Working Class History
History isn’t made by kings and politicians, it is made by us.
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Everyday Acts of Resistance and Rebellion
Edited by Working Class History
Foreword by Noam Chomsky
History is not made by kings, politicians, or a few rich individuals—it is made by all of us. From the temples of ancient Egypt to spacecraft orbiting Earth, workers and ordinary people everywhere have walked out, sat down, risen up, and fought back against exploitation, discrimination, colonization, and oppression.
Working Class History presents a distinct selection of people’s history through hundreds of “on this day in history” anniversaries that are as diverse and international as the working class itself. Women, young people, people of color, workers, migrants, Indigenous people, LGBT+ people, disabled people, older people, the unemployed, home workers, and every other part of the working class have organized and taken action that has shaped our world, and improvements in living and working conditions have been won only by years of violent conflict and sacrifice. These everyday acts of resistance and rebellion highlight just some of those who have struggled for a better world and provide lessons and inspiration for those of us fighting in the present. Going day by day, this book paints a picture of how and why the world came to be as it is, how some have tried to change it, and the lengths to which the rich and powerful have gone to maintain and increase their wealth and influence.
This handbook of grassroots movements, curated by the popular Working Class History project, features many hidden histories and untold stories, reinforced with inspiring images, further reading, and a foreword from legendary author and dissident Noam Chomsky.
Read our Industrial Worker interview about the book with Working Class History Project contributor, John Lasdun, HERE!
“One thing most people in the world have in common—whatever our gender, race, age, culture, or condition—is that we have to work for a living, and most of us have to work for someone else. That means either we have to obey their will or find ways to resist it. This book provides a panoramic compendium of that resistance. I’ve been studying and writing about labor history for more than half a century, but I’ve never even heard about most of these thousand or more strikes, uprisings, protests from around the world—or about the violence that was so often used against them. I’ve found this book an easy and fun way to fill that gap.”—Jeremy Brecher, author of Strike!
“The WCH project has hit upon a novel way to communicate our shared history to a new generation of budding radicals and working class revolutionaries and, with this book, has laid out centuries of solidarity and rebellion into an easily digestible (and endlessly engrossing) catalogue of dissent. They make it clear that today’s victories build upon yesterday’s struggles and that, in order to push forward into the liberated, equitable future we want, we must remember how far we’ve come—and reckon with how much further there is to go.”—Kim Kelly, labor journalist and author of Fight Like Hell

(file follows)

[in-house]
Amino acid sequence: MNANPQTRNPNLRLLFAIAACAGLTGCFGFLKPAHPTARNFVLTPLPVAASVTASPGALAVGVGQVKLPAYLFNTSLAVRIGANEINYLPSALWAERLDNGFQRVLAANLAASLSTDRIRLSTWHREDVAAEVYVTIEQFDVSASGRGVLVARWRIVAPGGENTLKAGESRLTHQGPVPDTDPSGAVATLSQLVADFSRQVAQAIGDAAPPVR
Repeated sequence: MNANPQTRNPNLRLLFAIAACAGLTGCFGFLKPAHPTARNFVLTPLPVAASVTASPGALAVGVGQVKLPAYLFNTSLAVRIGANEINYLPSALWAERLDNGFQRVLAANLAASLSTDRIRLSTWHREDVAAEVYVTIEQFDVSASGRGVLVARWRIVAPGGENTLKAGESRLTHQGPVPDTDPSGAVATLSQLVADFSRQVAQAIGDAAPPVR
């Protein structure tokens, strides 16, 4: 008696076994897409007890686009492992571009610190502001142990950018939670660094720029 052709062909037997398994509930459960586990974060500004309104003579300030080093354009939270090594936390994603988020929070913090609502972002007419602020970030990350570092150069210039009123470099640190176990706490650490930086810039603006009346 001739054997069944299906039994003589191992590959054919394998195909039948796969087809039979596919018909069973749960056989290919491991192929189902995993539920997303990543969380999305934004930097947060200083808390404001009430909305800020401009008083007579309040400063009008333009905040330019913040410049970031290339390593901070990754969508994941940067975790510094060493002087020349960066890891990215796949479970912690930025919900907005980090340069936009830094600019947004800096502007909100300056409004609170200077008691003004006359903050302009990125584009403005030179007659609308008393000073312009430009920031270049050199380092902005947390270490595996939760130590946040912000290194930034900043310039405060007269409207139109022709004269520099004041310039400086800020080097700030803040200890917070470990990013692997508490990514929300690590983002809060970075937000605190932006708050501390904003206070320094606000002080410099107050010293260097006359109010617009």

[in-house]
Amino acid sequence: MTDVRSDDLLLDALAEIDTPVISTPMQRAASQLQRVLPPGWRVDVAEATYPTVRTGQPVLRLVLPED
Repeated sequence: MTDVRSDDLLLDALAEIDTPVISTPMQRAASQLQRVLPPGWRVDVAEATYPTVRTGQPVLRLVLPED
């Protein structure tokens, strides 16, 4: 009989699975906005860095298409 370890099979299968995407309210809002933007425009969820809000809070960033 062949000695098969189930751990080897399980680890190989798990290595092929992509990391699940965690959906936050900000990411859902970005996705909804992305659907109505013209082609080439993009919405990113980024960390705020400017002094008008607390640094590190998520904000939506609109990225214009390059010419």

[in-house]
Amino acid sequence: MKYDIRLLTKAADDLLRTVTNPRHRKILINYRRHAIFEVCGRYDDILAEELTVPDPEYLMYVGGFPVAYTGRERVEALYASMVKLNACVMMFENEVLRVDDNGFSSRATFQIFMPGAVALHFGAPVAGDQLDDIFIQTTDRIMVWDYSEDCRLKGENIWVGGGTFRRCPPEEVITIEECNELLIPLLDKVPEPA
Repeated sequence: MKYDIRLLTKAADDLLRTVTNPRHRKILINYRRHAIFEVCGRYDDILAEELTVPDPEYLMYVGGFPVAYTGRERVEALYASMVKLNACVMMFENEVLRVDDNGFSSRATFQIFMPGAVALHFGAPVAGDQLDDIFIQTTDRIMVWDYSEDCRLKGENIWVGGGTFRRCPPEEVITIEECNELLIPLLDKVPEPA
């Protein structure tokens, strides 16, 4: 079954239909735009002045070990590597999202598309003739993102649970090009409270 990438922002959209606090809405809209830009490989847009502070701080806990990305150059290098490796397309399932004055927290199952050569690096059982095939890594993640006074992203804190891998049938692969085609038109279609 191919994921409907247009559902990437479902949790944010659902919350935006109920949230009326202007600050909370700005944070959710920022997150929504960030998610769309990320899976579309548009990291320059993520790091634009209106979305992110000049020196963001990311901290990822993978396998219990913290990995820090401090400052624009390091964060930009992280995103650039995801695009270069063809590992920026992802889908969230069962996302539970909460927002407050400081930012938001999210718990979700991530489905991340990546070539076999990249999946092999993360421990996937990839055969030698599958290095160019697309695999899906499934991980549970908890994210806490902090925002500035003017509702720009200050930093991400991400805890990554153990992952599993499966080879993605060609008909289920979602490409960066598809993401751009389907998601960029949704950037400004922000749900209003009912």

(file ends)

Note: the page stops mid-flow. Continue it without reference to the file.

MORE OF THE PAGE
“This ingenious archive of working class history, organized as an extended calendar, is filled with little and better known events. Reading through the text, the power, fury, and persistence of the working-class struggles shine. ‘Working class’ is broader than unions and job struggles, and rather includes all emancipatory acts of working-class people, be they Indigenous peoples fighting for land rights, African Americans massively protesting police killings, anticolonial liberation movements, women rising up angry, or mass mobilizations worldwide against imperialist wars. It is international in scope as is the working class. This is a book the reader will open every day to recall and be inspired by what occurred on that date. I love the book and will look forward to the daily readings.”—Roxanne Dunbar-Ortiz, author of An Indigenous Peoples’ History of the United States
“This collection offers a definitive account of the political struggle within the First International. This struggle was, as documents show, a complex and sophisticated theoretical-political process, involving serious analysis and insight. This is arguably the first book to lift the history of the International out of the framework of an analysis that focuses solely on the clash of its two great protagonists.”—Andrej Grubačić, co-author of Wobblies and Zapatistas
“Conventional histories treat discussion of class war as irrelevant or passé. Working Class History puts class struggle front and center. Activists, scholars, students, journalists, and the public will find its precise documentation of decades of struggle invaluable.”—Dan Georgakas, co-author of Detroit: I Do Mind Dying
“This indispensable daybook of the class struggle provides a storehouse of history from below, which when consulted on the day steadies us and readies us for the morrow.”—Peter Linebaugh, author of Stop, Thief!
|Dimensions||9 × 6 × 1 in|
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